## DIMACS TR: 2005-40

## Combinatorial Algorithms for Compressed Sensing

### Authors: Graham Cormode and S. Muthukrishnan

**
ABSTRACT
**

In sparse approximation theory, the fundamental problem is to reconstruct
a signal A \in R^n from linear measurements (A,psi_i) with respect to a
dictionary of psi_i's. Recently, there is focus on the novel direction of
Compressed Sensing where the reconstruction can be done with very
few---O(k log n)---linear measurements over a modified dictionary if the
signal is compressible, that is, its information is concentrated in k
coefficients. In particular, these results prove that there exists a
single O(k log n) x n measurement matrix such that any such signal can be
reconstructed from these measurements, with error at most O(1) times the
worst case error for the class of such signals. Compressed sensing has
generated tremendous excitement both because of the sophisticated
underlying Mathematics and because of its potential applications.
In this paper, we address outstanding open problems in Compressed Sensing.
Our main result is an explicit construction of a non-adaptive measurement
matrix and the corresponding reconstruction algorithm so that with number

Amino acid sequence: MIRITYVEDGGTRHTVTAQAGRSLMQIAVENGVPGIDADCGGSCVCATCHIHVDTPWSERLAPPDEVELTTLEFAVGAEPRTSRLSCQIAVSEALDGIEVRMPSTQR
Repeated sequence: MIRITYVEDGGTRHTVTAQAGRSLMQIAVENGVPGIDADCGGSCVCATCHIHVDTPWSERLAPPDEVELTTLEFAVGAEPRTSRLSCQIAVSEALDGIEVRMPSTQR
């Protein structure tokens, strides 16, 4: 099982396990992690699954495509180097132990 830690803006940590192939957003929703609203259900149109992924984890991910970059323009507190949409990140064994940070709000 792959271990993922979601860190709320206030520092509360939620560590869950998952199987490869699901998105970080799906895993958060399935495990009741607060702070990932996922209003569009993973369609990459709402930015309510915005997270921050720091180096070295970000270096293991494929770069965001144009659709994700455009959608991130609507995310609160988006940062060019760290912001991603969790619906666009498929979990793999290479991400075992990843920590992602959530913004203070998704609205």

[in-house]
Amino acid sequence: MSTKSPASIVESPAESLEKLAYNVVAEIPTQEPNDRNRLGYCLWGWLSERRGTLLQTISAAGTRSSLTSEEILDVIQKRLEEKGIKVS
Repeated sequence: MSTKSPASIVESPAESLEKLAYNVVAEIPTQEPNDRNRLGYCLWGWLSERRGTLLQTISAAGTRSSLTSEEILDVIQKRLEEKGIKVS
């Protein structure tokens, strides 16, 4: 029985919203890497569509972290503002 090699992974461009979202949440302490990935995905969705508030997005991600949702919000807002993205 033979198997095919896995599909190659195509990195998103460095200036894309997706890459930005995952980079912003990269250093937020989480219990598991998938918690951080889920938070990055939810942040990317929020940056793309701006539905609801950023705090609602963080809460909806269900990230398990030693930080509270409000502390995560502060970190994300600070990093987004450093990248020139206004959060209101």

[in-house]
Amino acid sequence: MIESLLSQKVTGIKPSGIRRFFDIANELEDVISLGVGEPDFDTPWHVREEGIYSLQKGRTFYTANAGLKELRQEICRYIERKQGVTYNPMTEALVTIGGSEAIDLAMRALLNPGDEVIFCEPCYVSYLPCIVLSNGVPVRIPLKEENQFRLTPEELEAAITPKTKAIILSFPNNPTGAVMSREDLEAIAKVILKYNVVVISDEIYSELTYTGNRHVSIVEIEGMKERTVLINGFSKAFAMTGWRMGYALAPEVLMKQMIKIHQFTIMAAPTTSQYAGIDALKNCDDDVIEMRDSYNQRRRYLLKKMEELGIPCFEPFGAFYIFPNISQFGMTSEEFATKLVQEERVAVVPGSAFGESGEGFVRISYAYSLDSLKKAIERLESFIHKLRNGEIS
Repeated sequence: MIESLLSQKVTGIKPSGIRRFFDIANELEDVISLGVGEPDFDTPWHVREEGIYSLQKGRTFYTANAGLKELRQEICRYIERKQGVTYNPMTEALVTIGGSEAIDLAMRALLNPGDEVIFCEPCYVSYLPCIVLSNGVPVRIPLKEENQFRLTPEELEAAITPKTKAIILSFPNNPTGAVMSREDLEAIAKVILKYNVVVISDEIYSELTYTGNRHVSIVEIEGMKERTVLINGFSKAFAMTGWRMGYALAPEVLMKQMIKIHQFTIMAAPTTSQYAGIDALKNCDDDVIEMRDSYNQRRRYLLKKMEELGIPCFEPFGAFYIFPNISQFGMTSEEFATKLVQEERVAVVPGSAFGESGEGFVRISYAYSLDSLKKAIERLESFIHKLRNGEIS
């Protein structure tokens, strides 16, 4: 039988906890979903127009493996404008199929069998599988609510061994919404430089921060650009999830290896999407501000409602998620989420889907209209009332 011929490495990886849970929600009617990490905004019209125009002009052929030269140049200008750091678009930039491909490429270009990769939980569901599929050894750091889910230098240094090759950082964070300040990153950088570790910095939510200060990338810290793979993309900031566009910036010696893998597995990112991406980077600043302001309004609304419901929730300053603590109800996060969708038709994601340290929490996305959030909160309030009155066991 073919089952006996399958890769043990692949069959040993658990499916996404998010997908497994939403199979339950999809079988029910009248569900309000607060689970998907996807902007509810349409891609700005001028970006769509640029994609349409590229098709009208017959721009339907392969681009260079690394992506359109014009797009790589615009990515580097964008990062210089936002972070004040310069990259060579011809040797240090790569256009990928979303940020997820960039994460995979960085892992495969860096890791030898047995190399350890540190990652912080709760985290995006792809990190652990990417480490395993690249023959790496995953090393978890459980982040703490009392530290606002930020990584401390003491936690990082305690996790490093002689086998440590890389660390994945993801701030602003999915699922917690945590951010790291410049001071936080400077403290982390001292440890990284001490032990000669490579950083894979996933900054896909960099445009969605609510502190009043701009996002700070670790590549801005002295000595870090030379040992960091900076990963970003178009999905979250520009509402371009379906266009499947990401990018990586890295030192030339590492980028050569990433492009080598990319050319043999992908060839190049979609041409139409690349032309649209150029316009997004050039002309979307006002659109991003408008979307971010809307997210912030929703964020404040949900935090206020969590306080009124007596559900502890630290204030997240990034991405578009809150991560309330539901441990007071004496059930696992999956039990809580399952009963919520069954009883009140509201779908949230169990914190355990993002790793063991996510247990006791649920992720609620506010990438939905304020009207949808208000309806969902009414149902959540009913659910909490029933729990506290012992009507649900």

of measurements polynomial in k, log n, 1/epsilon, we can reconstruct any
compressible signal upto 1+epsilon error. This is the first known
polynomial time explicit construction of any such measurement matrix. Our
result not only improves the error guarantee from O(1) to 1 + \epsilon but
also improve the reconstruction time from poly(n) to poly(k log n).

Our second result is a randomized construction of a measurement matrix of
size O(k polylog n) that works for each signal with high probability and
gives per-instance approximation guarantee rather than over the class of
all signals. Previous work on Compressed Sensing does not provide such
per-instance approximation guarantee; our result improves the best known
number of measurements known from prior work in other areas including
Learning Theory Streaming algorithms and Complexity Theory for this case.
Our approach is combinatorial. In particular, we use two parallel sets of
group tests, one to filter and the other to certify and estimate; the
resulting algorithms are quite simple to implement.

Paper Available at:
ftp://dimacs.rutgers.edu/pub/dimacs/TechnicalReports/TechReports/2005/2005-40.pdf

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